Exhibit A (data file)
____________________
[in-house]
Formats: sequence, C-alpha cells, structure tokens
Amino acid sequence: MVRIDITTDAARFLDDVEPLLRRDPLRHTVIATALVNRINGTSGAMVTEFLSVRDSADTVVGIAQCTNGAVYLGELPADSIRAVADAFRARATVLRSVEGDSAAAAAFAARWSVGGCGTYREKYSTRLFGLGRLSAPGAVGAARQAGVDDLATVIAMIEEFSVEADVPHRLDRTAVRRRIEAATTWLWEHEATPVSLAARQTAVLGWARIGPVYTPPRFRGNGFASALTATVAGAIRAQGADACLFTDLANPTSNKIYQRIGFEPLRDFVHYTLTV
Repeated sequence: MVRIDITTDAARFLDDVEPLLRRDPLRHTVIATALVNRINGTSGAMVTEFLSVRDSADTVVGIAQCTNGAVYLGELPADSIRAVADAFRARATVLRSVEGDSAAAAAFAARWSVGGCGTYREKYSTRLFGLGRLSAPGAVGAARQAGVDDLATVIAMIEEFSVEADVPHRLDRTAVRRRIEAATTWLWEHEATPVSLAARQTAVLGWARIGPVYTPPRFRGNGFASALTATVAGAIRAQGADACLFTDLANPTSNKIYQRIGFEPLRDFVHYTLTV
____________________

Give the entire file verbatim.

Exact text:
[in-house]
Formats: sequence, C-alpha cells, structure tokens
Amino acid sequence: MVRIDITTDAARFLDDVEPLLRRDPLRHTVIATALVNRINGTSGAMVTEFLSVRDSADTVVGIAQCTNGAVYLGELPADSIRAVADAFRARATVLRSVEGDSAAAAAFAARWSVGGCGTYREKYSTRLFGLGRLSAPGAVGAARQAGVDDLATVIAMIEEFSVEADVPHRLDRTAVRRRIEAATTWLWEHEATPVSLAARQTAVLGWARIGPVYTPPRFRGNGFASALTATVAGAIRAQGADACLFTDLANPTSNKIYQRIGFEPLRDFVHYTLTV
Repeated sequence: MVRIDITTDAARFLDDVEPLLRRDPLRHTVIATALVNRINGTSGAMVTEFLSVRDSADTVVGIAQCTNGAVYLGELPADSIRAVADAFRARATVLRSVEGDSAAAAAFAARWSVGGCGTYREKYSTRLFGLGRLSAPGAVGAARQAGVDDLATVIAMIEEFSVEADVPHRLDRTAVRRRIEAATTWLWEHEATPVSLAARQTAVLGWARIGPVYTPPRFRGNGFASALTATVAGAIRAQGADACLFTDLANPTSNKIYQRIGFEPLRDFVHYTLTV